WWII Museum remembers fallen heroes - FOX 8 WVUE New Orleans News, Weather, Sports, Social

WWII Museum remembers fallen heroes

“This was not all free. It's worth living for and fighting for.” (FOX 8 Photo) “This was not all free. It's worth living for and fighting for.” (FOX 8 Photo)
NEW ORLEANS, LA (WVUE) -

People packed the National World War II Museum on Monday to thank those who sacrificed and hear stories of heroes who should not be forgotten.

World War II Veteran Russell Mayeur was overwhelmed with emotion.

“My brother was in the Marines, and he wasn't killed, but he was wounded. When he did come home, he was never the same,” Mayeur said.

Fewer than a dozen World War II veterans stood to be honored during the ceremony.

“This was not all free. It's worth living for and fighting for,” said Catherine Metcalf.

Metcalf's father and uncle served together in World War II.

“They joined together in 1940. Their father has told them he'd served in Germany and he told them it's coming again,” Metcalf said.

Her dad, Staff Sgt. Walter Ehlers, and uncle, Sgt. Roland Ehlers were stationed together in North Africa and Italy. They were eventually put in different platoons, though, because high casualties were expected.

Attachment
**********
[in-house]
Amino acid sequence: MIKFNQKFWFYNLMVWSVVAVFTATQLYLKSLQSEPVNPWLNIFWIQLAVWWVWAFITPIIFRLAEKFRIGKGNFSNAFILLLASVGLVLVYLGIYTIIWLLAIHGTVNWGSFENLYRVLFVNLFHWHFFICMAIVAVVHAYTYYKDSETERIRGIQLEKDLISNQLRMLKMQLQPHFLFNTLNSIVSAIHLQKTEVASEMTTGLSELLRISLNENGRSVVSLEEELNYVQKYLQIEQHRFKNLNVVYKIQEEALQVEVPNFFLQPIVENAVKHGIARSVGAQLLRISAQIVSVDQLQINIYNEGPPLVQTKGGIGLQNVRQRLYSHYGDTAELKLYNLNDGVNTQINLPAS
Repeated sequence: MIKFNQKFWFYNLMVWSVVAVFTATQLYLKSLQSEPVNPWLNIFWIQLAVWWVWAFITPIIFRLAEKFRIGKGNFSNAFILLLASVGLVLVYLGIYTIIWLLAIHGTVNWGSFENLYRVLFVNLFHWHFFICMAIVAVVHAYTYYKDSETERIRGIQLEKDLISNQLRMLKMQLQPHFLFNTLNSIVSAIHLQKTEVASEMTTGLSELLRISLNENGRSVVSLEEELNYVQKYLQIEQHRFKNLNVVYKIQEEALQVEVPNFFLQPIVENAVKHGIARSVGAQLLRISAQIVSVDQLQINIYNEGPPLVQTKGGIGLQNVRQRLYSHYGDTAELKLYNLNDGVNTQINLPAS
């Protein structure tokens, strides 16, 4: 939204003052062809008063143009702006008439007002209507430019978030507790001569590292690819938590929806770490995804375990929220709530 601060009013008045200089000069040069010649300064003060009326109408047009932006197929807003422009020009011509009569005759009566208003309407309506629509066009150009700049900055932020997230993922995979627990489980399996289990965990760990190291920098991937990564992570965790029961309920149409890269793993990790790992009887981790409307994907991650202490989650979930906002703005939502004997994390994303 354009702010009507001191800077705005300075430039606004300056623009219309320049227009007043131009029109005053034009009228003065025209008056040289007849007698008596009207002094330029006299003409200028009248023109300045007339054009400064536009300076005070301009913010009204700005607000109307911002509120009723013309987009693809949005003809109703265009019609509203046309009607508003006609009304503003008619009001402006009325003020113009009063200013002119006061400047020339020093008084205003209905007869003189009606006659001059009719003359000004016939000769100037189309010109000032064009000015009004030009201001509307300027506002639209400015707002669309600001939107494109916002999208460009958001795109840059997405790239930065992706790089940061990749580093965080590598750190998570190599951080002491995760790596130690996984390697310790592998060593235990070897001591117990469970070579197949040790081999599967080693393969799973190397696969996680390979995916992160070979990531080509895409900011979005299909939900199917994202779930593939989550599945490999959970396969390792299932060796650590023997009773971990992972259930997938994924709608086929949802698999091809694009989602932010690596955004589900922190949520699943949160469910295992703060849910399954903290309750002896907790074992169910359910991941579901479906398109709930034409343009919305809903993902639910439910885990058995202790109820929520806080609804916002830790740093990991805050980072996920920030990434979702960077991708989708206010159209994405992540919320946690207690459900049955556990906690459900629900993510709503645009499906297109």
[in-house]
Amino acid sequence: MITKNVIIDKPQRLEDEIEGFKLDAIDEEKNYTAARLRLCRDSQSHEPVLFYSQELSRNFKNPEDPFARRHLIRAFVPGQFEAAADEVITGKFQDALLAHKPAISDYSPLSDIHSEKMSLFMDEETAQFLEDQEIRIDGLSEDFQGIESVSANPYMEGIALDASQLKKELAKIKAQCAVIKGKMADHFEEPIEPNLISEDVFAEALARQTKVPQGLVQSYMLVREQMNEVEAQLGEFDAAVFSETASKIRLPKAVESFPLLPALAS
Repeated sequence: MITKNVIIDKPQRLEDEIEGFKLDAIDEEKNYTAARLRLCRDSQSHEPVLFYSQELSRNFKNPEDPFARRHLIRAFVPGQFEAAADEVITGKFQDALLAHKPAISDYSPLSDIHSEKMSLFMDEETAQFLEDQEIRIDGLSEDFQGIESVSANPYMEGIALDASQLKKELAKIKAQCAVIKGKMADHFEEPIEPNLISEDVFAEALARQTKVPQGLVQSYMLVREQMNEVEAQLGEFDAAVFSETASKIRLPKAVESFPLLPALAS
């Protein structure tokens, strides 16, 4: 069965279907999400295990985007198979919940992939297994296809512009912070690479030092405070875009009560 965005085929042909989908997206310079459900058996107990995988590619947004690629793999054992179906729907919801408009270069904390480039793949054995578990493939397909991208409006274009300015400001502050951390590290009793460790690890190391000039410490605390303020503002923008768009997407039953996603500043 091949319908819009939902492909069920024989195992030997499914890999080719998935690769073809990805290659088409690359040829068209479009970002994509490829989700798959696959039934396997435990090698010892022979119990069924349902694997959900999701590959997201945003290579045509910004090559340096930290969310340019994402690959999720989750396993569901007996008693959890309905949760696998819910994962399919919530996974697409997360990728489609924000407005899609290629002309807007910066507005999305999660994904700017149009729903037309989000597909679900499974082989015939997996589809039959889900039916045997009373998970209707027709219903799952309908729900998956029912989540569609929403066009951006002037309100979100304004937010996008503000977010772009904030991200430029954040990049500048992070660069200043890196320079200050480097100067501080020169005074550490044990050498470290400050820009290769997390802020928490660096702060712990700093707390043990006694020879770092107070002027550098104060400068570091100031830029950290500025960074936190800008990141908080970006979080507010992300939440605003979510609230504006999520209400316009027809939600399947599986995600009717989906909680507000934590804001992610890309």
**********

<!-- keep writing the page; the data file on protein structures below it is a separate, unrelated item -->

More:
“My dad's landing craft was sent in first, when the wave pinned them on the beach, and he was able to get his entire platoon over Easy Red Beach without casualty. He said it was the proudest memory of his war experience,” says Metcalf.

In the days after the invasion, Staff Sgt. Walter Ehlers was awarded the Medal of Honor.

“It was for taking out several machine gun nests, and for then standing with his riflemen back to back and firing allowing their platoon to withdraw,” says Metcalf.

Ehlers though, would learn a few months later, that his brother, Sgt. Roland did not survive.

“His brother was on a landing craft that was hit by a German mortar and he died before he ever made land,” says Metcalf.

Before his passing last year, Ehlers spoke with the World War II Museum saying, “ I consider my brother a hero because he paid the supreme sacrifice. After it was all over, I had to keep fighting.”

“He never forgot Roland. I spent a week with him in hospice. He said, you tell my Medal of Honor brothers that I love them. The Medal of Honor is the greatest honor of my life and America is the best country on Earth,” says Metcalf.

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